I thought everything around the farm was just fine. Well…except that Davey stuttered real bad. He was as hard to understand as Grandma Bea. I felt sorry for him, even though he was a lot older than me. He was always so nice and kind to us little kids. He’d saddle up the horse for us to ride and sort of take care of us like a big brother. It was too bad he couldn’t talk right, like other people. I always thought Davey and his horse were a lot alike, big and strong, but so gentle and nice. He could talk to the horse and not stutter. He’d say “whoa, boy; easy there old son” and open his hand to give the horse a lump of sugar. It was like they understood each other, like they were two of a kind with a special sort of bond between them.
His brother Tommie wasn’t like Davey. He was fat, and not very tall. People said other kids would tease him and make fun of him. They’d sing “Thomasine, Thomasine, fatter than a butterbean” when he got on the school bus in the morning. But no one felt sorry for Tommie. They just laughed at him. He didn’t like horses either, and he didn’t like to play and get all dirty like kids do.
Tommie liked to play the piano. Merri didn’t, but she had to spend half an hour practicing every evening between eight and eight-thirty. We’d count the minutes so we could go back to playing. I don’t know what Janette did. It seemed like she was never around. But then she was the oldest of all of us kids, so maybe she was out somewhere. It never even felt like I was related to Janette, and of course I wasn’t. None of us were.
One day my family moved a long ways away from where my cousins lived, from the farm as we always called it. We moved to Michigan, the farm was in Georgia. Years later, Davey’s horse Sonny got old and died. That was sad. I can’t help but connect Sonny to my childhood, and the farm. When Sonny died, I was never a child again and things were never the same. Janette got pregnant and eloped with her boyfriend. She never went to med school like her step-dad wanted her to. Davey got over his stuttering somehow and he went to school to be a veterinarian, but he had a nervous breakdown and began playing with guns. He had rifles and pistols and even made his own bullets with caps and lead molds. Then he would shoot at trees around the farm.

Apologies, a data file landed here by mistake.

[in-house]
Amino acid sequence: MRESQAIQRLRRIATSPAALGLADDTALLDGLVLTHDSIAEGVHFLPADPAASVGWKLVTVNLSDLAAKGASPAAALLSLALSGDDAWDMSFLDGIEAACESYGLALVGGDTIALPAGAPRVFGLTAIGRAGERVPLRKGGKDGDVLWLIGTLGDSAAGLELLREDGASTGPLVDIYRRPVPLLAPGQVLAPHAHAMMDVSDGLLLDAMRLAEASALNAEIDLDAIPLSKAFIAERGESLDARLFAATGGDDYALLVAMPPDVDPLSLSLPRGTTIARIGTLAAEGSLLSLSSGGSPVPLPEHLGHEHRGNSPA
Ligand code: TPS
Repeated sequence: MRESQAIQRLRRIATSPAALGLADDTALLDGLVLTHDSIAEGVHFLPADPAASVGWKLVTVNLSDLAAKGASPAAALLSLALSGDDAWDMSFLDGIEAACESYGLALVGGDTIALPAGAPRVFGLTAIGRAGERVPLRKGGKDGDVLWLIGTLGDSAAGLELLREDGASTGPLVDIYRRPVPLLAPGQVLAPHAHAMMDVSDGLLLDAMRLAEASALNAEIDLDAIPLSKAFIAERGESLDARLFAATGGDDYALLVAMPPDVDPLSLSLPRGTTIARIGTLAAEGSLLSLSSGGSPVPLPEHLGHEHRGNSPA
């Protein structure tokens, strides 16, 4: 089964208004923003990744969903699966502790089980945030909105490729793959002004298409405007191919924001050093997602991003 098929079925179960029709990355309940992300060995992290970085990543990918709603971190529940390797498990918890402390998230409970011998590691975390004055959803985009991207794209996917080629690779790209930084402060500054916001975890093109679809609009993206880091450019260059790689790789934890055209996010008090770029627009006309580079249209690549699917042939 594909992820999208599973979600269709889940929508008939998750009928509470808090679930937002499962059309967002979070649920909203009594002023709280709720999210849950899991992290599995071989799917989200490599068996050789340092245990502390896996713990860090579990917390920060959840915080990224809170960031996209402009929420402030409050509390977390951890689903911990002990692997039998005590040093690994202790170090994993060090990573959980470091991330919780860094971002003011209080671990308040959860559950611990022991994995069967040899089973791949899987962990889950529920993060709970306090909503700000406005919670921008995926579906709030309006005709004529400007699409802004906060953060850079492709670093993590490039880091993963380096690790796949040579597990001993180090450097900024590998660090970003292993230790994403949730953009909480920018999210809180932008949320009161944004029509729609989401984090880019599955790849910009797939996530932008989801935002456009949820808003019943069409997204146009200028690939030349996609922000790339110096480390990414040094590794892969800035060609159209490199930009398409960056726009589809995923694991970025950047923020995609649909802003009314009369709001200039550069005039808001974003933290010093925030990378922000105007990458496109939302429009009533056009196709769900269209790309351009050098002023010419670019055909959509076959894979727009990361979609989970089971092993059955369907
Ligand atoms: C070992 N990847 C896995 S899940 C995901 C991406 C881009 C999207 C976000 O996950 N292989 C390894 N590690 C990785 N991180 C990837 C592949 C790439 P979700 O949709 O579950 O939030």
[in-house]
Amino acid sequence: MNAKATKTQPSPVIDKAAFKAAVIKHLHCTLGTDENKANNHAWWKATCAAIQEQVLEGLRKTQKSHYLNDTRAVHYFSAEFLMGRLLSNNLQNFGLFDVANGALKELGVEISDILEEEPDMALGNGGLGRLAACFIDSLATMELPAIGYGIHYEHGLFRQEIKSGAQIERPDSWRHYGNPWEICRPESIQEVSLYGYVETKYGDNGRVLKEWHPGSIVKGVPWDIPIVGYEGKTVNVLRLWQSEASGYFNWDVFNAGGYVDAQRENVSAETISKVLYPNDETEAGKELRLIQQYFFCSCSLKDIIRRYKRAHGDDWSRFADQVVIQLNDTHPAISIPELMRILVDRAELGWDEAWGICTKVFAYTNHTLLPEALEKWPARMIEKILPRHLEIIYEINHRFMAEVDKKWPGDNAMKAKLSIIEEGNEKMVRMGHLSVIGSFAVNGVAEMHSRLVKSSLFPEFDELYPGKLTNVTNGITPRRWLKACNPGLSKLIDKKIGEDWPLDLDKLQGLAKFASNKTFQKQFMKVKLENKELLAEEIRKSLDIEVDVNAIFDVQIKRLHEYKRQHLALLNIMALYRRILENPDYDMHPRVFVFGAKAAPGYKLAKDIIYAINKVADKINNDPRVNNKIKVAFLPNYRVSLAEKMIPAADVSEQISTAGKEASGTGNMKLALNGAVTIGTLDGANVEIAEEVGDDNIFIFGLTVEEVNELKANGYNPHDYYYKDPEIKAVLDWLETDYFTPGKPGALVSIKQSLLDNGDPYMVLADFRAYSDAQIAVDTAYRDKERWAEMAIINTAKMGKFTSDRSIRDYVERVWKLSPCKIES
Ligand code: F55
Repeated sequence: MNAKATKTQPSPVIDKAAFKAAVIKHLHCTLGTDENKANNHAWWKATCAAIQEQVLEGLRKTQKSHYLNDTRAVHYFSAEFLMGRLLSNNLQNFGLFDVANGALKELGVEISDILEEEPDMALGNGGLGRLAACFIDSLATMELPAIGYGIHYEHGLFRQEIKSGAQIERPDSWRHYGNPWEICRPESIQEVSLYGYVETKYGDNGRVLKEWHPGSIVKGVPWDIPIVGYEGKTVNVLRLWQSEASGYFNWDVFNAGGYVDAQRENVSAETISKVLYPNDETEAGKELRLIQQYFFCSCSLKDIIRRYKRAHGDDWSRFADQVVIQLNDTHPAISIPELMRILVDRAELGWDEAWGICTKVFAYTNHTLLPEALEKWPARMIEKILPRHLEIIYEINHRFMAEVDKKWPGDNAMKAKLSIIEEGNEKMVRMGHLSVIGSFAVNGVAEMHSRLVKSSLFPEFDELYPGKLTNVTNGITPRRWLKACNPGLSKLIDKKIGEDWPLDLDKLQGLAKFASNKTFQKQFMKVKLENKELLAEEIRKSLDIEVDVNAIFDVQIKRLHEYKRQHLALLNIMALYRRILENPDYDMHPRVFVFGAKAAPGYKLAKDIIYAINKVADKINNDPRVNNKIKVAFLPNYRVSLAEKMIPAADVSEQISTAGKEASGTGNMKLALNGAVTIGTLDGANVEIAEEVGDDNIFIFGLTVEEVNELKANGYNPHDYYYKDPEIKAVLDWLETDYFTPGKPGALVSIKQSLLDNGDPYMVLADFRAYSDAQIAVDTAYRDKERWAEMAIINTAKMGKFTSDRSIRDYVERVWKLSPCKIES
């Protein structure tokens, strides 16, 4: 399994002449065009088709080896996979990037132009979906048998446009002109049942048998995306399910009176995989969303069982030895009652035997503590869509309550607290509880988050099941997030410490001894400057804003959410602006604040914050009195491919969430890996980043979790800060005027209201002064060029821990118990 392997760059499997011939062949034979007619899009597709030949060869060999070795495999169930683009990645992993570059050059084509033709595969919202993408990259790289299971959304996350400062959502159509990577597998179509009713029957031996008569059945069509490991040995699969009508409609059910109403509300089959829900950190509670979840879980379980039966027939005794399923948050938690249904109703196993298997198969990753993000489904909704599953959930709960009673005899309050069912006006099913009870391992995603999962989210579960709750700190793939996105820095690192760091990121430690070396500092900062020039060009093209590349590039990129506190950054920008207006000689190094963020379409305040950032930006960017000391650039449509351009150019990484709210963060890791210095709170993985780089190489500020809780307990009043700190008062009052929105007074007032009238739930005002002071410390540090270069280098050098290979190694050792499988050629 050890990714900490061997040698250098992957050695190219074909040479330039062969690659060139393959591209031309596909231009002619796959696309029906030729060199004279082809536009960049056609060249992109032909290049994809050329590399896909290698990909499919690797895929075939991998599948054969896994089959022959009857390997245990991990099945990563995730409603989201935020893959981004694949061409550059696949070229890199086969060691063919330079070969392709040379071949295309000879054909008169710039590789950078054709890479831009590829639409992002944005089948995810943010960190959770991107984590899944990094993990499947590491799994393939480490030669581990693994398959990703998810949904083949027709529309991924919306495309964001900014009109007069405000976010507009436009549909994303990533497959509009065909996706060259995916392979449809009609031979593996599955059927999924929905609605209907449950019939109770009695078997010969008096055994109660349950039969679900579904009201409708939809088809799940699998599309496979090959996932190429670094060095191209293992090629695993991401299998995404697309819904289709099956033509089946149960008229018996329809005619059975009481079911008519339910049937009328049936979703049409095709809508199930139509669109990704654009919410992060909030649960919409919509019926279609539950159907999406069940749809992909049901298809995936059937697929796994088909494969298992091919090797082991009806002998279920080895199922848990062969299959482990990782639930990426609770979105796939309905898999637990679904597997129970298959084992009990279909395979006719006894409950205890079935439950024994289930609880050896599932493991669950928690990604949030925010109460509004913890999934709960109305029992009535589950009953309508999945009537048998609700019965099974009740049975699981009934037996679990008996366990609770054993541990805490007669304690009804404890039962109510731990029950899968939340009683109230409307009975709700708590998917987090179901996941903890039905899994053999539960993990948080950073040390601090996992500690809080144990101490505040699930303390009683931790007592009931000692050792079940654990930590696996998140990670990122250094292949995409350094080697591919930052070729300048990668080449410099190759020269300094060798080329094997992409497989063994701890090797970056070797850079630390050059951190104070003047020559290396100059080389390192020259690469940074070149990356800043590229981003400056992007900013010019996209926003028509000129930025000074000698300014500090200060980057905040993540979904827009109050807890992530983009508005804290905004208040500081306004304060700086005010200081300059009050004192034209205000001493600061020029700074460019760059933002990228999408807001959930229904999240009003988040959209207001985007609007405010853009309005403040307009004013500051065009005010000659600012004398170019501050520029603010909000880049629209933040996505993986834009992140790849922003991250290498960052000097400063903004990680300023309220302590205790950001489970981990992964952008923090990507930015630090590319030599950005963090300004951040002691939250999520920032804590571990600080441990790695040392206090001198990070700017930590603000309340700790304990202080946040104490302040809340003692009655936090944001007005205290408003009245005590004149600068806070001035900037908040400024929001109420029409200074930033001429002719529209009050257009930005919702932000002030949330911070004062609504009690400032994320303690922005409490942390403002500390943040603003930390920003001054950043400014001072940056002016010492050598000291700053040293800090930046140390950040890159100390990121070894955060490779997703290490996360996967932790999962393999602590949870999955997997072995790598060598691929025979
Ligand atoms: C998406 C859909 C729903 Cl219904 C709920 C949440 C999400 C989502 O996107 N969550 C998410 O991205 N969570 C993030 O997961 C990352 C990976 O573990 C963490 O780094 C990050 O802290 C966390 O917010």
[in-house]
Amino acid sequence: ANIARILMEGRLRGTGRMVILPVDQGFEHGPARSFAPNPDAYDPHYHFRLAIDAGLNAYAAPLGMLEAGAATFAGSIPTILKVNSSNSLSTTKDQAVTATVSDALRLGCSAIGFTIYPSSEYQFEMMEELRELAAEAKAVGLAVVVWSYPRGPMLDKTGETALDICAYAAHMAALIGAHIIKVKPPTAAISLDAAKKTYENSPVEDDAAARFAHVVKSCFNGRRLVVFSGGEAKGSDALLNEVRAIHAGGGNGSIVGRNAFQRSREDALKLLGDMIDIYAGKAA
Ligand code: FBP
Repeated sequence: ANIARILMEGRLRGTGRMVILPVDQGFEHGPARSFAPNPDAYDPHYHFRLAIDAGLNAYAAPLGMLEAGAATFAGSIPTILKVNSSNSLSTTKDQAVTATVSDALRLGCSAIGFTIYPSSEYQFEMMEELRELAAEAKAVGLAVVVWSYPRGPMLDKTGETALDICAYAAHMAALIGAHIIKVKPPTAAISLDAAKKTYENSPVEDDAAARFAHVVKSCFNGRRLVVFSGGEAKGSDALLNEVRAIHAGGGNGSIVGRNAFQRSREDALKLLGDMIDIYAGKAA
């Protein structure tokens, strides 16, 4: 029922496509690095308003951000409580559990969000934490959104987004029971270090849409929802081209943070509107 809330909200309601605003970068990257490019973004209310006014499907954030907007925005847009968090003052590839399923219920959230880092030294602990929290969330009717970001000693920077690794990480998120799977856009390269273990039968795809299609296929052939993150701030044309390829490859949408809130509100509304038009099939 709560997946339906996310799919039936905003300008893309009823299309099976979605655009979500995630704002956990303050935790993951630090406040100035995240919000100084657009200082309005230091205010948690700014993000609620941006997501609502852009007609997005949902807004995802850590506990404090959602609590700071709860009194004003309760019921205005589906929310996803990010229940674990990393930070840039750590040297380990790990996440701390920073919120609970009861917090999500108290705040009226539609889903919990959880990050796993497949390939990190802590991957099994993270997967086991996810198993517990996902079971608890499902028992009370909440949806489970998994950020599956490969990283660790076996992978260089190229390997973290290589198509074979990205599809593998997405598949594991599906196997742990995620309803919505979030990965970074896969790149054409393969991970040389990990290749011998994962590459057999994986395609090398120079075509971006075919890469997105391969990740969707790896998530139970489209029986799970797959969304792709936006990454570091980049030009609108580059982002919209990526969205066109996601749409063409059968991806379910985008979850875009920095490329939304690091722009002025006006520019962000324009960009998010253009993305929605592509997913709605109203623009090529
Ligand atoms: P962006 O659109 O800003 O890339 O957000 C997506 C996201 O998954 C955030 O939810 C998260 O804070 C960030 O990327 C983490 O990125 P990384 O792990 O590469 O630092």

His brother Tommie did go to med school but he too had a nervous breakdown and stayed in bed for over a year. He would write letters about killing people like his mother who wasn’t really his mother. He moved in with Grandma Bea at her little house in town and she took care of him. Surprisingly, it all worked out pretty well for them. Davey eventually went back to school and finally became a veterinarian. Tommie developed schizophrenia, but he gradually got more and more able to function. He moved to Las Vegas and works as a bartender. He makes good money and comes up to visit us once in a while. He’s the only one that does.
Merri who was always my favorite person in the whole world, died young. Even though she was the only one out of all of us who had both her real parents, it didn’t matter. She became an alcoholic and lived a very tortured life after all that blissful childhood. Then she got cancer and died. We all got together like a big family reunion to attend her funeral. It was hard. I hated to leave her there. Even after the services were over and everyone had left the cemetery, I stayed there and watched as the workmen shoveled in the red Georgia clay that used to always remind me of home. I stayed there a long time.
Later I walked around the farm, with all those memories, but I couldn’t see very clearly. Maybe I hadn’t slept so well in the days after hearing of Merri’s death. And then having to drive all the way down there and not wanting to stop. Almost like going home and no home to go to. It was a brilliantly sunny day, calm and warm like I always remembered it. I walked into the shade of the big pine trees and put my hand on a fence post. A fence we’d maybe crawled over and jumped over countless times as children. The buildings and trees and grass stood out so sharp and distinct and all of it unreal, like a mirage, like a dream, all gone. One of my cousins walked up to me, he was a little older than Merri, but I think she was his favorite too. We looked at each other, both of us fighting back the tears. “This is a tough one,” he said.
Mikael Covey is editor of Lit Up Magazine (http://litupmagazine.wordpress.com/) and author of "Out There," and"Princessa" http://litupmagazine.wordpress.com/2013/03/02/2203).